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Tuesday, 23 October 2012

Giant Skulls

I had three skull size comparisons from different friends on Facebook and so I pasted them together for an overall view. The fisrt skull here is Grover Krantz's reconstruction of the skull of Gigantopithecus: one of my Friends madethe alternative reconstruction shown in three views below. I hope to get a fuller discussion from him later on. torist who feels Bigfoot is Homo erectus and so it shows a really big erectus skull next to a normal-sized Home sapiens skull. I have it here representing Homo heidelbergensis since I feel it shows the degree of variability that is possible within that species. And the last skull is a "Giant skull from a Mound burial" shown at the reported dimensions-ALL of these skulls are being shown at the SAME scale.
My purpose in showing all of these skulls together ot in North America is more likely two types of beings rather than only one type: the population centered on the West Coast (including the Patterson film female) has a smaller cranial capacity and a more pointed head, and the other one more common in North America (and indeed worldwide) is much more human-like but of a lower grade, cruder type human. And the last one shows the original for the "red headed giants": Cromagnon stock but larger than usual, and the later, larger more inbred example accumulating  more freakish characters such as extra fingers, toes and teeth (Polydactylity and polydonta). The point being that we have more than one problem and more than one species involved in stories of "Giants" and the ony thing which Giants have in common is their very large size.
Adena Moundbuilder skulls reported with extra toothrows
Double toothrow in mouth of a living man.

                     Some views of a Gigantopithecus lifesized reconstruction model by Mick Wood
                     Don Jeff Meldrum is getting a duplicate set of these photos.

Xrays of the left hand (Left) and Foot (Right) of living people with the condition known as Polydactyly. In the regular population it occurs very infrequently, on the order of 1 in 500 births, but much more commonly in inbred populations. (From English Wikipedia)
Horned skull of Sayre, PA-some mound burials suggest the mound giants could also develop bony growths in the skin forming nodules, and sometimes extra bone deposited on the skulls in the form of horns. It has been suggested that the extra bony growths in the skin were a desirable result of inbreeding because it did provide a degree of natural armour.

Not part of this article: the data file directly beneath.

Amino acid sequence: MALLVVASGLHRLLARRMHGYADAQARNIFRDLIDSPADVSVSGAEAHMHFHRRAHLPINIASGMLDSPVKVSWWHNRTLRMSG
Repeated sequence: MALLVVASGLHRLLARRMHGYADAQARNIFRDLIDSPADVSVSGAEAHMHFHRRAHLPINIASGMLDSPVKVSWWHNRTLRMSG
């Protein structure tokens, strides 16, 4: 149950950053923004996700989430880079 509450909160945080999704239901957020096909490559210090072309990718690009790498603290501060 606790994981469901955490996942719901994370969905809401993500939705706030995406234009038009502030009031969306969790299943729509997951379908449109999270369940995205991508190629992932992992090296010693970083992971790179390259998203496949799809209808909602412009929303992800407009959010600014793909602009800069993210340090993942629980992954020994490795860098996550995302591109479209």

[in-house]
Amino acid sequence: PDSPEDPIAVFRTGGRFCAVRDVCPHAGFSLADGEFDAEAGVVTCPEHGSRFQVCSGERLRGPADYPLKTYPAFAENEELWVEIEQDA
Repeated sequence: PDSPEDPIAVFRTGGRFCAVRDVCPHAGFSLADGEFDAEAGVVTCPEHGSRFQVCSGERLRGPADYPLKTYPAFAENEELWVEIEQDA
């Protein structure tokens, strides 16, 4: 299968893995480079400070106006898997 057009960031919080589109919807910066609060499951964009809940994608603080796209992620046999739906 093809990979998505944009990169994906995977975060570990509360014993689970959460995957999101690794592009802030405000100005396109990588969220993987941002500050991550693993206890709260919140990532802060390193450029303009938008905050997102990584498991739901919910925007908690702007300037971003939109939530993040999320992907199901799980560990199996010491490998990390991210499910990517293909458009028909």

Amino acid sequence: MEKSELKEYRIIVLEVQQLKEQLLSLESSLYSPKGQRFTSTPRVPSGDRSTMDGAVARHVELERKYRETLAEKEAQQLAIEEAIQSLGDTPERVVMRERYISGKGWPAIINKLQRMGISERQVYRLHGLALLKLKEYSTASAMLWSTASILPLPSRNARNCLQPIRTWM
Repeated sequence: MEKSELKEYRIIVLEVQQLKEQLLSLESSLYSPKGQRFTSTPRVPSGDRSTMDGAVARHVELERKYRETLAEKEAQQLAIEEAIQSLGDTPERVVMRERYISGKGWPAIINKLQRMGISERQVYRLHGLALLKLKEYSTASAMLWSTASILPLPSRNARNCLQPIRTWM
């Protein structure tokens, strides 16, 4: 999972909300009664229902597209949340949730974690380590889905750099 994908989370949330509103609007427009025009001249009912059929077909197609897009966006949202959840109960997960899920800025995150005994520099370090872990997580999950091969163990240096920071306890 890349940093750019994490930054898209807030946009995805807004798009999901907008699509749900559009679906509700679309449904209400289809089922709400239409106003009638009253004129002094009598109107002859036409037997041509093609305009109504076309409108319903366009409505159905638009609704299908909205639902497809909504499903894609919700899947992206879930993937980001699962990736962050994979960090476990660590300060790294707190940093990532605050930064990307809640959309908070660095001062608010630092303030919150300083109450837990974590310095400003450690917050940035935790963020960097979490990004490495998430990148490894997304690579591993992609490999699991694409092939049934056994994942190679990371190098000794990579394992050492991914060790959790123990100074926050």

1. Geez, the Sayre horned skull story was debunked in 1916. Why are you still clinging to it?

  2. Except that's not one of the "horned" skulls, I don't believe, as I think they're lost, or at least that's how the story usually goes. I'm not sure what it is, I've seen that picture as well. Louise Welles Murray cleared up about the "horned" skulls in "Aboriginal Sites in and Near 'Teaoga,' Now Athens, Pennsylvania" (American Anthropologist 23:2, Apr-June 1921). Miss Murray was a resident of the property where the excavations took place (it was in the family's back garden). She does reproduce a picture of one of the skeletons found in the yard, which is now at the Tioga Point Museum, I'm not certain if that's where these skulls ended up or not.

    According to her, the story of the horned skulls was a misinterpretation by a passerby of an exclamation made by a worker commenting on the crown worn by the skeleton of what may have been a chief. Presumably, though, even if the horned bit was a myth, the stature was not.

  3. Even if the Sayre skull was falsely accused of bearing horns (Which has NOT been demonstrated, only alleged)other skulls can have and do have them: living human beings are known to have horns, it is a known medical condition. Say otherwise and you will only be proving your ability to gainsay a demonstrated point: go and look it up before you do say so. Human beings arre known to develop all sorts of wierd bony or horny growths in the skin-sometimes they just get attached to the skull. The fact of these growths is what I was interested in because it is one of those things giants of legend are said to have fairly frequently. I have mentioned the Elephant man as one unfortunate individual who fell victim to such bony growths in the skin and subsequently became much deformed: it is the notion of "Deformity" which the myths of the giants is getting across. Scott, I will thank you to speak in a more civil tone in the future. as to the alternative explanations of why the horns were supposed to be there when they were not-they don't signify: as I saifd it is a known medical disorderand the fact I was trying to establish was that it IS a known medical disorder. You see it mentioned sometimes in Ripley's Believe it or Not-it seems wierd but it still HAPPENS


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